Diaries of a Surveilled Citizen after a Failed Revolution in Egypt
Under a pseudonym in December 2011, I published an article titled “al-Jaysh wa-l-Iqtisad fi Barr Misr” (The Army and the Economy in Egypt) in Jadaliyya. I wrote it after months of participating in numerous protests in Cairo against the government of the Supreme Council of Armed Forces (SCAF), which took power upon President Hosni Mubarak's abdication in February 2011, and of searching fervidly for the political sources that had allowed the military to prevail over civilian forces. In addition to the tanks and fighter jets, I found some of these sources hidden in a gigantic business empire that the military had clandestinely developed for years. In early 2012 the editor of an online edition of a widely read Egyptian newspaper, a revolutionary female journalist who would later be arrested and detained, invited me to write a series of articles on this business empire, this time using my real name. The first work in decades to be published on this taboo topic, this became the foundation for my later book-length study. As a scholar, this was my humble contribution to an ongoing revolution.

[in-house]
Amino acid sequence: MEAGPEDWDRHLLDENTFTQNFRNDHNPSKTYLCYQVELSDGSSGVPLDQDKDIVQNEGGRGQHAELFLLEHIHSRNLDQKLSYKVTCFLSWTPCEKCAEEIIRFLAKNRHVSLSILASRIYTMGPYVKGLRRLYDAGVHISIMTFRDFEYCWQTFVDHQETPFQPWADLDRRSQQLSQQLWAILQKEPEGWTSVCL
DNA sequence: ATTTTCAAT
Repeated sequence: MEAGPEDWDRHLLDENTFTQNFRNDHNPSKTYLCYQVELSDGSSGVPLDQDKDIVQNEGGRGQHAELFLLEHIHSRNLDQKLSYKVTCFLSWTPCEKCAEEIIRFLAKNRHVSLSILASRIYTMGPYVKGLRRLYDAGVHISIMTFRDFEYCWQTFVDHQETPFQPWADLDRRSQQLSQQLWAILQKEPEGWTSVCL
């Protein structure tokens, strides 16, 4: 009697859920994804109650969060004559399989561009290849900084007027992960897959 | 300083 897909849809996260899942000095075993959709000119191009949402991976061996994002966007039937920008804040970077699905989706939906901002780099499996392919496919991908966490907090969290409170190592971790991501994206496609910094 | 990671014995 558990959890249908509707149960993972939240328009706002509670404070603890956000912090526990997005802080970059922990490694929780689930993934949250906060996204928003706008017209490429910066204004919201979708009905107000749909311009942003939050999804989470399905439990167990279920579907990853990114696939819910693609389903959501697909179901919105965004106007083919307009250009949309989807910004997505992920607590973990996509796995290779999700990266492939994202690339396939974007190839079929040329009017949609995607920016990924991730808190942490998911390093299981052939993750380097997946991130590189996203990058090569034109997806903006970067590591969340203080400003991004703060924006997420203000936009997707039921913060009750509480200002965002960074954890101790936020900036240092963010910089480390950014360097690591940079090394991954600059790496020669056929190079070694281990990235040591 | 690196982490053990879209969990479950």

Abul-Magd, Zeinab. 2021. "Diaries of a Surveilled Citizen after a Failed Revolution in Egypt." International Journal of Middle East Studies 53(1):145-154.
Cambridge University Press
International Journal of Middle East Studies
Middle East and North Africa Studies